By Wenhao Ma
It’s official: You can no longer smoke on any athletic field in the Town of Huntington.
The town board unanimously passed legislation at an Aug. 16 meeting to prohibit smoking on athletic fields across Huntington.
Councilman Mark Cuthbertson (D) originally brought up the resolution in June and was supported by Suffolk County Legislator William “Doc” Spencer (D-Centerport).
“I am pleased that we have passed a common-sense measure to limit exposure to secondhand smoke at our athletic fields,” Cuthbertson said in an email.
Smoking in town parks and beaches has been banned for years — but athletic fields have not been specifically addressed in town laws. The new legislation, according to Spencer’s office, is a response to residents who have expressed concerns about being exposed to secondhand smoke at sporting events.
“Our youth, parents and coaches all deserve to breathe air free from secondhand smoke when visiting local sports fields,” Spencer said in an email. “This is critical to protecting the health of our residents and I applaud Councilman Cuthbertson and the rest of the town board for moving quickly to close this apparent loophole in the smoking policy.”
According to the legislation, no person shall smoke a tobacco product, herbal product, marijuana, cigarette, electronic cigarette, pipe, cigar, vapors, e-liquids or other legal marijuana derivatives in an outdoor playground or athletic field that is town-owned property.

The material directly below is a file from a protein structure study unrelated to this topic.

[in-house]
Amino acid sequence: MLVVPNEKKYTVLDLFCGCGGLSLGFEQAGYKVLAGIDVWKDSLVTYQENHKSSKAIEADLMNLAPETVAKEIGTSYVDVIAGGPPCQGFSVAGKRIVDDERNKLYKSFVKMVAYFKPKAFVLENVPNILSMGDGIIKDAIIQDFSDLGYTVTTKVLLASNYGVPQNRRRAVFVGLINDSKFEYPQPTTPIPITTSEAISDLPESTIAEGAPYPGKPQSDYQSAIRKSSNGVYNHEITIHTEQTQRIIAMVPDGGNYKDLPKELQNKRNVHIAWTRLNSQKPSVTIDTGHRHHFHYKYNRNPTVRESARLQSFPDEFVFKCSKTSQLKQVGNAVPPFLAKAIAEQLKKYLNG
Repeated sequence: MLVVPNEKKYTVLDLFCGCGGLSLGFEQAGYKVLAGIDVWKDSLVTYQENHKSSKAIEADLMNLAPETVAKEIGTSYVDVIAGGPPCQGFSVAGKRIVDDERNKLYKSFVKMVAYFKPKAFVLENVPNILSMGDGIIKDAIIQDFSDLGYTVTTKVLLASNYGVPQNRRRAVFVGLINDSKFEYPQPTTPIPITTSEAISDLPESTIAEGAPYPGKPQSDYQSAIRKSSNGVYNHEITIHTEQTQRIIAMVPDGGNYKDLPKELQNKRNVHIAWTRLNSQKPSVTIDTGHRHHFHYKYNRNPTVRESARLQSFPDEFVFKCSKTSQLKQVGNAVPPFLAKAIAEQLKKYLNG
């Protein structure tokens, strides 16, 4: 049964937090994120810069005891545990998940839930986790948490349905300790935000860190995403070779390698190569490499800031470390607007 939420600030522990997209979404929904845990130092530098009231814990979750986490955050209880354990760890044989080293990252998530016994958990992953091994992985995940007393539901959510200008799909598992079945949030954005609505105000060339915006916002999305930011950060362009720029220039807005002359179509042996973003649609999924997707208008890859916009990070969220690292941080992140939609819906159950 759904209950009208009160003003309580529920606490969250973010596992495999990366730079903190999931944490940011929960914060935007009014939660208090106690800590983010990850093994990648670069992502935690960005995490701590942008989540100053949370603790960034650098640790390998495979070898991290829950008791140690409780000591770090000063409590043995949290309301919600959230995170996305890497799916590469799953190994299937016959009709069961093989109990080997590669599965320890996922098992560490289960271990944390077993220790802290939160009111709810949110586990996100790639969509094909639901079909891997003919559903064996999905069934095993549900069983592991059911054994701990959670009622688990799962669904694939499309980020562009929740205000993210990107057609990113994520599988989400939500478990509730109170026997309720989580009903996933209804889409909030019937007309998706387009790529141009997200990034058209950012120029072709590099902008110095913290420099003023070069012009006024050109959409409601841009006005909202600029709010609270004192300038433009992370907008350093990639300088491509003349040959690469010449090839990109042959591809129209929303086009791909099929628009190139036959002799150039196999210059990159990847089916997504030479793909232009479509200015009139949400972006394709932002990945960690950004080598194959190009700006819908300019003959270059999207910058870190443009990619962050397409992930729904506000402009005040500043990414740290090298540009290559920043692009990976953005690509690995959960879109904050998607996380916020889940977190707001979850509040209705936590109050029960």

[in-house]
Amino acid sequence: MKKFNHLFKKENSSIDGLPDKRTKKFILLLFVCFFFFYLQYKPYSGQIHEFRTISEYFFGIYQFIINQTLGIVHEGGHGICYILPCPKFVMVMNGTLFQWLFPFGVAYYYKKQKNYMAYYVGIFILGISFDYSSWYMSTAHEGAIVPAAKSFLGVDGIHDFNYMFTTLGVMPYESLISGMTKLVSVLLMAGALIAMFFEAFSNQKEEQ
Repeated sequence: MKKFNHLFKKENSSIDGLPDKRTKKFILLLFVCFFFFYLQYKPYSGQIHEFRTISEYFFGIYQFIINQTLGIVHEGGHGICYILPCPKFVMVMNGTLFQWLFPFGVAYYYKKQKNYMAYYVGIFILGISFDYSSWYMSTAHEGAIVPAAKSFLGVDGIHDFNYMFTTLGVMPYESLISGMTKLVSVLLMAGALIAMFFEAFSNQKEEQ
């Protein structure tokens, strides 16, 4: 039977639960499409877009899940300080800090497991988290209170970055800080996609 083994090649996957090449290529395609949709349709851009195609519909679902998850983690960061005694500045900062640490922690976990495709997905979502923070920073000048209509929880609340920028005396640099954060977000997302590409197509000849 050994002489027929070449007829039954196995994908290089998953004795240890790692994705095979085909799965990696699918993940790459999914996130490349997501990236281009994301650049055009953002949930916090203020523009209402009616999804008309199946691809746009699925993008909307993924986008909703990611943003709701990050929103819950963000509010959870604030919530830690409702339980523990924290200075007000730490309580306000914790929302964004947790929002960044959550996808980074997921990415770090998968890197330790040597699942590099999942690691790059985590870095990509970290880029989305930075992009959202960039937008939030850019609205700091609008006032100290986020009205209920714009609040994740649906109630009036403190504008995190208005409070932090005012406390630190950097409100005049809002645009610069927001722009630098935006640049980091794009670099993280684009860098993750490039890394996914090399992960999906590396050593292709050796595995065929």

Spencer thanked Cuthbertson for drafting the new legislation, which he called “a bold step” in helping to reduce the rate of smoking among the youth and ensuring clean air for all who visit the town’s sports fields.
“Everything counts,” Spencer said in a statement. “Even a child becoming conditioned to see cigarettes out in public or out at a ball field has an impact. [The legislation] is something that in the long term will save lives.”
Daniel Stratton was one of the concerned residents, and he said he brought the proposed code amendment to Cuthbertson’s attention.
“I noticed some of my children’s coaches leaving the dugout to smoke a cigarette just outside the fence of the field,” Stratton said in an email. “Aside from this being an obviously unhealthy behavior to model for the children, it seemed very counterintuitive when we are trying to get our children outside to be active and healthy.”
Stratton, who is a former health teacher, said he started researching laws and regulations for smoking at athletic fields and that is how he got involved with Cuthbertson.
“I discovered [there] was already a ban at Huntington beaches and playgrounds and I saw that this was spearheaded by Councilman Cuthbertson. So I contacted him to find out if there was already a law that encompassed [athletic fields] and if not, how I could pursue a resolution to this situation,” Stratton said.
“This new regulation extends my no-smoking legislation to include playgrounds, beaches and athletic fields,” Cuthbertson confirmed.